Much like the light gun signals at the airport, the race track uses color in the form of flags to let the drivers what to do.  Every one is familiar with the checked flag.  It means that if you go past that flag first you have won the race.  If you see a yellow flag from the flag man it means caution, there is a problem that requires attention on the track.  Either an accident or debris on the track that must be removed before the race can continue.  Just as at the airport if you see a red flag it means STOP immediately.  This is usually because there has been a crash on the track and emergency vehicles need to be able to move quickly to the scene.  If you see a white flag from the flag man it does not mean surrender, it means only one lap to go to the checked flag.  At the racetrack if you see a black flag waved at you it means you have behaved badly and to go to the back of the pack or sometimes take your car to the pits.  You are done racing.

Another similarity I noticed between racing and flying is the importance of weight and balance.  Every airplane has a specific useful load weight.  This is the amount of fuel, passengers, and luggage weight you can carry on the plane.  This is a very important figure because if you exceed it you can encounter handling difficulties to say the least.  It affects your take off and landings as well as maneuvering abilities.  The plane will fly differently if all the weight is put aft the center of gravity than it will if all the weight is forward the CG.  It may not even be able to lift off the ground if it is loaded excessively or improperly.  So if a pilot asks your weight prior to loading a small aircraft, don’t be offended and tell the truth.  That number is important to the safety of all those aboard.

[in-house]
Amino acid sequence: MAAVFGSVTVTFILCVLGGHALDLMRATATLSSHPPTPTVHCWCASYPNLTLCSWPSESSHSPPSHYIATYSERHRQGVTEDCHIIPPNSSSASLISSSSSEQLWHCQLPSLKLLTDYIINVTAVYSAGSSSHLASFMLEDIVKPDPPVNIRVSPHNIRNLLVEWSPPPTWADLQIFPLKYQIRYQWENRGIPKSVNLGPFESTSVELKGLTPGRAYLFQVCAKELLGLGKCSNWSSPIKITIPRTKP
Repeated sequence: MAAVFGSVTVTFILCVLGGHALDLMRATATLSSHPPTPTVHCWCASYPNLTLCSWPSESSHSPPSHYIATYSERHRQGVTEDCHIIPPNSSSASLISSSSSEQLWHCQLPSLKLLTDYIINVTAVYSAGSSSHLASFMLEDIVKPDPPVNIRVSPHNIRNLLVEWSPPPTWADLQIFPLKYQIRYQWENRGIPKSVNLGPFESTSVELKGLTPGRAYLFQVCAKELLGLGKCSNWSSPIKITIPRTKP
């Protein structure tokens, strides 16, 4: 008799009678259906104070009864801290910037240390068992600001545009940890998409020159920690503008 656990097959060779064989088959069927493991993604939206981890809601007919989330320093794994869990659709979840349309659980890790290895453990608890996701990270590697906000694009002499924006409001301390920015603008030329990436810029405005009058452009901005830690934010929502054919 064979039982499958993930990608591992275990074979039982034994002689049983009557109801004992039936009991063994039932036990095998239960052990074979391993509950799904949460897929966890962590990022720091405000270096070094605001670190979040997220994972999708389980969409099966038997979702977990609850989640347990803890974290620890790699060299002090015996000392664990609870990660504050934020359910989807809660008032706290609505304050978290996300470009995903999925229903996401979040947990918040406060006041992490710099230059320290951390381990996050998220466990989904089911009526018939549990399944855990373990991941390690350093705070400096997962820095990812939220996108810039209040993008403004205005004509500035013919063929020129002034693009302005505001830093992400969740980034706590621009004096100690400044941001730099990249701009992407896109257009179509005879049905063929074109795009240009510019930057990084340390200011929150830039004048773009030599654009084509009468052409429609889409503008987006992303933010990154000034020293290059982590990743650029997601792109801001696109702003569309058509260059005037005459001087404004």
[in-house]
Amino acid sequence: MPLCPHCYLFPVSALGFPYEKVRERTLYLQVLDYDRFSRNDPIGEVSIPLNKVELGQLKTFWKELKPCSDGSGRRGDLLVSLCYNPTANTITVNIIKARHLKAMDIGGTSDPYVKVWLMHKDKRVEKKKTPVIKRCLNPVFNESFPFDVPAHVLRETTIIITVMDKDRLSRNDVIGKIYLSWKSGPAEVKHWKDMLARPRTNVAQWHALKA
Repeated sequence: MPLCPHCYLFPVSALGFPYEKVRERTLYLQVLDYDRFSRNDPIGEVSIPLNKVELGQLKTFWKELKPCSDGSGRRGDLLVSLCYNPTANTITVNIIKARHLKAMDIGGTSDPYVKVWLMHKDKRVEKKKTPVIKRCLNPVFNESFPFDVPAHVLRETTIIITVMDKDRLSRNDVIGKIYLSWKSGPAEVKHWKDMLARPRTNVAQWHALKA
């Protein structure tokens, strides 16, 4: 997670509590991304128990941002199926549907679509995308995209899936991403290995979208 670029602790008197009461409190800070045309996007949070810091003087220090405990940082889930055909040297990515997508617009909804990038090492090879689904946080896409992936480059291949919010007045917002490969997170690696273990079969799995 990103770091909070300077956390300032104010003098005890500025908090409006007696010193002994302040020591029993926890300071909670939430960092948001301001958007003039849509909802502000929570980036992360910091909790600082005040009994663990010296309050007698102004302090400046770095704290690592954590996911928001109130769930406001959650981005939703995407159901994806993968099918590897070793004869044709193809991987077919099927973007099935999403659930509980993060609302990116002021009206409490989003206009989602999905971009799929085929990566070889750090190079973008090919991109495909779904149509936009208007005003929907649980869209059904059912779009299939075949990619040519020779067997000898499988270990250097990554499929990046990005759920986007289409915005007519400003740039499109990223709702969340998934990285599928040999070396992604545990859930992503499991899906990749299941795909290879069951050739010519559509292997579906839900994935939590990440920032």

A racecar weight is important as well, although not life threatening as in an overloaded airplane.  Every class of racecars has a specific weight that they are not allowed to exceed or they will be disqualified.  An important part of setting up a racecar is putting it on a set of scales to see how the weight is distributed over the four wheels of the car.  You put more or less weight in specific locations to get the desired handling on the track.  There are different setups depending on whether you are racing on dirt or asphalt.  Drivers also adjust their setups according to the weather.  The tires will act one way on a cold track and another on a hot track.